Georgetown University’s Newspaper of Record since 1920

The Hoya

Georgetown University’s Newspaper of Record since 1920

The Hoya

Georgetown University’s Newspaper of Record since 1920

The Hoya

DC May See Red Cabs

A District of Columbia Taxicab Commission panel recommended that all D.C. cabs be painted red in a public meeting Feb. 13, adding to regulations that include a 2012 proposal mandating standardized dome lights on city taxis.

“Red is a color that is associated with the District, both among residents and visitors,” the DCTC’s One-Color Panel said in its recommendation statement. The four-person panel cited the District’s flag, the city’s sports teams, the Circulator buses and Capital Bikeshare as examples of the color’s prevalence throughout the city.

If the proposal is accepted after the full commission considers it in March, cab drivers will have to switch over to red when they replace their vehicles upon reaching their service limit, which depends on age and mileage. The drivers will be responsible for the costs of painting the car red.

According to D.C Taxicab Commission Public Information Officer Neville Waters (MBA ’91), the standardized dome lights, which are now in the proposed rulemaking stage, would have LED lights to demonstrate taxis’ availability and feature a four-digit vehicle identification number.

“It will enable passengers, if they have a problem, to see that four-digit number and notify us to lodge a complaint,” Waters said.

While Waters is hopeful that the dome lights could be installed by the spring or the early summer, he said the complete transition to red cabs would take about five years.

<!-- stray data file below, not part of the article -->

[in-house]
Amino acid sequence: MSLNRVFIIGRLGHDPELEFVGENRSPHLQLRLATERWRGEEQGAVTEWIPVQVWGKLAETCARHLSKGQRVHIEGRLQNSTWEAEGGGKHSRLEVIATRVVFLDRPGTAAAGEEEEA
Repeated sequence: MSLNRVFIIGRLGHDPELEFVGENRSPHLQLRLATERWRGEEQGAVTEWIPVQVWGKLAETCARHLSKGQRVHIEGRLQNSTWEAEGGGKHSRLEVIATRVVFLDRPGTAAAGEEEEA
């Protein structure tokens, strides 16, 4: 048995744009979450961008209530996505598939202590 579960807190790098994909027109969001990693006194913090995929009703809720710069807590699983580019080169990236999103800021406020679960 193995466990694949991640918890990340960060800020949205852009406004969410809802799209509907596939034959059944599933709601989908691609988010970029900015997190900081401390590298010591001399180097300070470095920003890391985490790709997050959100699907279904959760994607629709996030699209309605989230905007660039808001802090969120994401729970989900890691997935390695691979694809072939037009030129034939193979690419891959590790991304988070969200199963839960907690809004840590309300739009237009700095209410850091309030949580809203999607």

The uniform color scheme has been met with resistance by many cab companies.

“We oppose the one color scheme,” Yellow Cab Company of D.C General Manager Roy Spooner said. “Our colors are part of our brand. That’s how people recognize our company and our cabs on the street, by our color scheme.”

Spooner distinguishes the color change from other cab reforms that he says benefit customers.

“Changing your color doesn’t improve service,” Spooner said. “We already do GPS, credit card, apps and all these different things and that’s how you improve service, not by changing the color of the cab.”

Other cab company representatives agree.

“We will mourn the disappearance of our unique color scheme,” Diamond Cab Dispatcher Nathan Harris said.

Cab drivers have voiced protests as well, especially over the cost of repainting their cabs themselves.

“It is completely ludicrous and will cost drivers extremely large amounts of money with no return,” Yellow Cab driver Nathan Price said. “I have had the same colors for 40 years, and I don’t understand the need of [the change].”

Price’s cab is a 2002 model that he says will have to be off the streets by about 2015. He estimates that the cost of the mandated improvements, which also include installing a smart meter, will be about $40,000.

“In June of 2008 to May of 2012, we operated on a minimum of 25 to a max of 40 percent deficit in income, so how can drivers all of a sudden afford to put out $40,000?” he said.

Price called the legislation “economical genocide.”

“I own my cab now, but the way they have things set up, I don’t know how much longer I will be able to own it,” he said.

Price feels that the work of taxi drivers is not being appreciated.

“These drivers have given all these years of public service to the district and in return they’re forcing you to do something that is almost financially impossible.”

The one-color scheme was motivated by a number of reasons, including having a color distinctly linked to the District and distinguishing legal cabs, according to Waters.

Students generally approve of the one-color scheme.

“It will be easier to distinguish the cabs and you will see them coming from a further distance,” Maddie Gallo (NHS ’16) said. “It will make travel easier.”

Others said that the red cabs would help improve safety.

“Sometimes I feel threatened getting into a cab if I’m not familiar with its appearance,” Manavi Bhagwat (SFS ’16) said. “The uniform color will add to the legitimacy and will help students feel safer when taking cab rides.”
Nonetheless, Waters acknowledged that the dome lights would have a greater effect on modernizing the fleet and making them more visible to users.
“I expect that over the next couple of years we will have a modern fleet and hopefully people will be saying that the D.C. cab industry is one of the best in the world,” he said.

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